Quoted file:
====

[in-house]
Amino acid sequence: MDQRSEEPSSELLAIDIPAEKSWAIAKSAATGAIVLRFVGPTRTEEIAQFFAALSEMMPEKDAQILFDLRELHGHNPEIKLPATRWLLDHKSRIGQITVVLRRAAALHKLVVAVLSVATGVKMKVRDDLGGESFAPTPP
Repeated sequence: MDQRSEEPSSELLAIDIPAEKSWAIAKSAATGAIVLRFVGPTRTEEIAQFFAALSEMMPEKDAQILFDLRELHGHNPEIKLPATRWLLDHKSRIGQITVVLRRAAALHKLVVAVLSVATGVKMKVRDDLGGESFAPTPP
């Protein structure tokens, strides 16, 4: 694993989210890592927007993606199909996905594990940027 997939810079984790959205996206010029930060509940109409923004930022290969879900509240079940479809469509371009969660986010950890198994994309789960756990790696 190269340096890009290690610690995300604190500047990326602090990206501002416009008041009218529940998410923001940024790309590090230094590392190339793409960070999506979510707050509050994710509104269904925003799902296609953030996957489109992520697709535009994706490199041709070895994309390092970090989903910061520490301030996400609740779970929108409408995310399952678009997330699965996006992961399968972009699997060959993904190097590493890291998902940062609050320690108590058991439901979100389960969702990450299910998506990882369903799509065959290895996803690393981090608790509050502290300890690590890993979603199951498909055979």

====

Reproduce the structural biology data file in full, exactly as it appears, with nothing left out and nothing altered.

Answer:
[in-house]
Amino acid sequence: MDQRSEEPSSELLAIDIPAEKSWAIAKSAATGAIVLRFVGPTRTEEIAQFFAALSEMMPEKDAQILFDLRELHGHNPEIKLPATRWLLDHKSRIGQITVVLRRAAALHKLVVAVLSVATGVKMKVRDDLGGESFAPTPP
Repeated sequence: MDQRSEEPSSELLAIDIPAEKSWAIAKSAATGAIVLRFVGPTRTEEIAQFFAALSEMMPEKDAQILFDLRELHGHNPEIKLPATRWLLDHKSRIGQITVVLRRAAALHKLVVAVLSVATGVKMKVRDDLGGESFAPTPP
């Protein structure tokens, strides 16, 4: 694993989210890592927007993606199909996905594990940027 997939810079984790959205996206010029930060509940109409923004930022290969879900509240079940479809469509371009969660986010950890198994994309789960756990790696 190269340096890009290690610690995300604190500047990326602090990206501002416009008041009218529940998410923001940024790309590090230094590392190339793409960070999506979510707050509050994710509104269904925003799902296609953030996957489109992520697709535009994706490199041709070895994309390092970090989903910061520490301030996400609740779970929108409408995310399952678009997330699965996006992961399968972009699997060959993904190097590493890291998902940062609050320690108590058991439901979100389960969702990450299910998506990882369903799509065959290895996803690393981090608790509050502290300890690590890993979603199951498909055979």